"Everybody wants rich Chinese Tourist"

dimanche 22 mars 2015

Chinese Tourists in Pattaya Thailand

This is not the best afternoon to enjoy the view from the top of the observation tower in Pattaya, Thailand. The sky is stormy and the sea is a uniform shade of sludge. Shun-Wen Tong, a 22 year old student from the Chinese city of Hangzhou, cranes his neck to look at the city 54 floors below: Hotel concrete blocks, heartbeat traffic and directly below it, half hidden in the tropical darkness, an amusement park called Funny Land.
Time off season is just bad things about Pattaya - known resort of many as "Blackpool of Thailand", it is two hours outside Bangkok - but Tong savor every moment. "It's magic. I am very happy," he said, holding his camera in one hand and a free orange juice in the other. "Finally I see the world."

first trip abroad ever. 

For him, it is an experience that changes the pulsating life. But for the rest of the world, it is not just any tourist. This is a Chinese tourist - it's a global phenomenon, an irreversible trend, a lucrative opportunity. International travel has been growing among the Chinese during the last decade, with increased prosperity at home and the relaxation of travel restrictions of the communist government. Now millions are on the move. "Chinese tourism," said CNN breath in April, "could be the biggest phenomenon to hit the global travel industry since the invention of commercial flight."

Chinese Tourists more than Germans 

In 2012, the Chinese and the Germans reached Americans as the largest consumers of international tourism in the world, about 83m from traveling abroad and spending $ 102bn. In early 2015, according to the United Nations World Tourism, Chinese globetrotters have over 100m trips abroad. In 2020, this figure will double to an incredible 200m. In Thailand, the number of Chinese tourists jumped 107% this year, prompting Bangkok to London to become the most visited city in the world in the latest MasterCard survey.

A crowd of Chinese tourists applaud during the show of elephants, where the animals perform stunts such as football and painting, Nong Nooch Tropical Botanical Garden in Pattaya. Photo: Nana Chen for the observer Everyone is scrambling for a share of the spoils. In October, the UK government announced plans to simplify visa procedures for UK nationals from China, with the goal of tripling Chinese tourists to Britain in 2015. India launched Life Chinese language Pi Tours after the film was a box office in China, while Greece is promoting "honeymoon idyllic island" for the Chinese market. Even the Mugabe regime in Zimbabwe is currently trying to negotiate a "prime tourist pact" with Beijing - despite diplomatic strains last year after police outside Harare arrested four Chinese migrant workers to have killed and eaten rare turtles.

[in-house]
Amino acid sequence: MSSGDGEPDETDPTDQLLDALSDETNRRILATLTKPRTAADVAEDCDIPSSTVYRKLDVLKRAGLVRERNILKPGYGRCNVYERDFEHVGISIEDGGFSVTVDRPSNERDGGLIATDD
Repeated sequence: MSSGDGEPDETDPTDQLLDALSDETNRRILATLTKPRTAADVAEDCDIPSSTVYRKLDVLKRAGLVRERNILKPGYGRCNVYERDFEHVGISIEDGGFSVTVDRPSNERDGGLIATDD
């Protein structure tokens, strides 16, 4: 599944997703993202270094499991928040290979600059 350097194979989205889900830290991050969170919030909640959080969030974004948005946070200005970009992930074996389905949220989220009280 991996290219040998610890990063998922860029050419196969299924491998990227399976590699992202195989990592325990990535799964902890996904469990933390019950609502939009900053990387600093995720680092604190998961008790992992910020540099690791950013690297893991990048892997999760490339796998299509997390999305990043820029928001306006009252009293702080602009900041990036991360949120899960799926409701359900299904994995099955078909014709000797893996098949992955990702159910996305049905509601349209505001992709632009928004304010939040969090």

With the proliferation numbers came the predictable feeling, but most of misplaced time that Chinese travelers have taken over as new Americans "ugly" tourists of the world. The trend for independent travel is strongly on the rise, especially among young Chinese. But nearly half of all Chinese tourists always travel in organized groups - a factor that increases visibility and boost their collective stereotypes and cultural ignorance on both sides.
Many reports that Chinese tourists are loud and rude, or refuse to queue or give advice. Other complaints range from the practical to the surreal. In July, the inhabitants of the small Swiss town of Lucerne protested that up to 120 buses of Chinese tourists per day were paralyzed local traffic as they filed tourists who wanted to buy luxury watches. Then there was the bizarre reports received by the Chinese media, to compete with Chinese newlyweds fights in French lavender fields on the best place for pictures to capture a "moment Monet". A group of traveling to Korea North drew scorn to throw candy to children as if they were "Feeding the ducks', while a number of Chinese tourists in the Maldives have been taken to give white wedding documents for high-end resorts in order to get free dinners offered to honeymooners.

Honeymoon in Thailand

Yet the fact that these stories make headlines appears to reflect the current hypersensitivity to the Chinese attitude abroad more than anything else. In a recent survey lifestyle site LivingSocial, Americans were still rated the least popular five countries foreign tourists, including, significantly, by the Americans themselves. British and Germans have hardly done better.
An elderly woman fans herself among other Chinese tourists. She had a whole hive for the duration of their stay. Photo: Nana Chen for the observer Thailand is at the tip of the arrow. With its mix of temples, beaches and duty-free shops, the "land of smiles" supposedly is the most popular destination for Chinese tourists after Chinese territories satellites Hong Kong and Macao. Tong is visiting Thailand with 35 others from Hangzhou city in southeastern China, including his young grandparents looking on a tour organized seven days. The tour costs £ 500 each, including flights. "I wanted to come here to see elephants and Buddha statues. It is a holy place, "he said. "But my family has chosen mainly because it is only a flight from China to four hours and we got a good deal." Pattaya is on the route of the Chinese tour almost every group. A former fishing village, it grew into a tourist playground during the Vietnam War, when US forces on R & R found its palm-fringed bay while virgin. Girly bars, theme parks and golf courses rapidly multiplied. Today it attracts about 8 million tourists per year, over a million of China. Yet Chinese tourists are curiously absent from the bustling city center and the main beaches. They are not hard to find once you know where to look. Parking jammed with coaches signal the massive presence of tour groups in many shows of elephants in Pattaya, crocodiles and snakes farms, Ladyboy cabarets and outlet malls. In Thailand, the proportion of Chinese tourists traveling in groups is 70%. Most visits are conducted in a standalone attraction to another, stopping only for lunch in Chinese restaurants (eating Thai food is generally a separate activity) before returning in the evening to their high-rise hotels. He left the Russians - the other great influx of tourists in recent years - to play chicken in the main bay screaming jet skis and haggle with the vendors on the beach sarongs polyester price.